The ending evokes an interesting idea of being told that you should like something and so you do. This is much more intense than the advertisements we have now, because it directly stimulates pleasure centers, but even in today’s society we see celebrities telling us to buy certain products or the happiest people we’ve ever seen eating at certain restaurants. How did today’s advertising techniques affect the way that you showed this idea and emotion at the end of the story?
If you read the ending carefully, it’s doing a bit more than telling Simon that he should like this. It’s building up a craving, a sense of need, a sense of deep insufficiency.
That, I think, is the most insidious form of advertising there is—the kind that tells you that you’re not really good enough or happy enough or pretty enough or accomplished enough unless you buy this product or wear this brand or take this vacation or what not. I think, in particular, that sort of advertising is aimed at women in society.
What’s hitting Simon isn’t quite that complex. It’s actually invoking a deep biological need—an overwhelming thirst—that the bottle of water can quench. But again, it’s an allegory for the forms of advertising that are aimed at hitting the viewer’s self-esteem as a way to sell products.
No, I don’t actually know how well that sort of advertising actually works to sell products. In fact, there’s a deep debate about how well most advertising works, period. But, really, advertising that’s aimed at hitting self-esteem? Not cool.
A summary for your book More than Human, which is about biological enhancement, uses this sentence at the end: “Ultimately More Than Human concludes that we should embrace, rather than fear, the power to alter ourselves—that in the hands of millions of individuals and families, it stands to benefit society more than to harm it.” But in “Water” you focus on the harm that biological enhancements, like neural implants, could potentially cause humanity. Do you believe that biological enhancement could be a benefit to society as long as it is used properly and not exploited as is the case in “Water”? Where is the line in the sand for you as far as biological enhancement goes?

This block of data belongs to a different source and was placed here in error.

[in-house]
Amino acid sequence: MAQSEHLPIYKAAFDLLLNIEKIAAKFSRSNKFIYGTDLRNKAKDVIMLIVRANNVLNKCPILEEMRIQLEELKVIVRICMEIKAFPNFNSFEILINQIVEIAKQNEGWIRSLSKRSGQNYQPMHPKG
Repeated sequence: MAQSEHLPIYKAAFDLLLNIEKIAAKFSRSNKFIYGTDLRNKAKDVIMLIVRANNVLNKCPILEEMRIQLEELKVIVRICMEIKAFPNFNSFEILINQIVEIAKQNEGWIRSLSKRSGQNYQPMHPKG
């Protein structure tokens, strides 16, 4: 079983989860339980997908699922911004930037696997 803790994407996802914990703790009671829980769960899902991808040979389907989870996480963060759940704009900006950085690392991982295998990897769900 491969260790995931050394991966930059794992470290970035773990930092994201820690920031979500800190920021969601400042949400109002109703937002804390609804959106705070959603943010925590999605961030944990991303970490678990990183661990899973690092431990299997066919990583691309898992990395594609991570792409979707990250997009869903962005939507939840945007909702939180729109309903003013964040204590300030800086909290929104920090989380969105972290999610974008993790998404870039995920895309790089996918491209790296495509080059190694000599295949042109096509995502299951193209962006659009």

In general, when you look at new technologies, mostly they’ve done more good than harm, particularly when they’re widely disseminated. That doesn’t mean they do zero harm. If you say with a straight face “new technology X is going to be amazing and have no downsides whatsoever” then you’re—forgive me—an idiot.
But if you say “new technology X is going to ruin the world” then the burden of proof is on you. Because while every new technology has caused social ills—the internet makes child porn and online hate easier, cars create smog, airplanes are used in war, the mechanical loom put human clothworkers out of work—overall, the world has gotten better and better, and a great deal of that has been because of technology.
And by the way, some of the smartest people ever to have lived have been very, very worried about new technologies. Socrates, pretty famously, worried that mass literacy would be terrible for society, because it would weaken the minds of the young. Well, big respect to Socrates, but how wrong he was!
So in all my writing, I’m a technological optimist. But to be a credible optimist, you have to acknowledge the kinds of things that could go wrong. And you should be willing to put forth ideas on how to reduce those risks. Maybe we need sensible laws and regulations around those things.
As far as the line in the sand: Mostly for me it’s about choice. The places where technology really looks like a nightmare for society have been those where only a few people have had control. Why did the USSR fear copy machines? Because they put information technology in the hands of the masses. Why was the world of 1984 so horrible? Because the government had a monopoly on information technology. The same is true for biotech and Brave New World. Mostly, the key is to get technology widely disseminated and use the law to protect the rights of individuals to make choices for themselves. And also to ensure things like safety, like protection from being ripped off or defrauded by companies selling this stuff, etc.
What’s coming up next for you?
My first two novels, Nexus and Crux both came out in the last twelve months. I was stoked to see that Nexus made NPR’s list of the Best Books of 2013! So now I’m writing the third and final book in that trilogy, Apex. It’ll be out in 2014. And then we’ll see!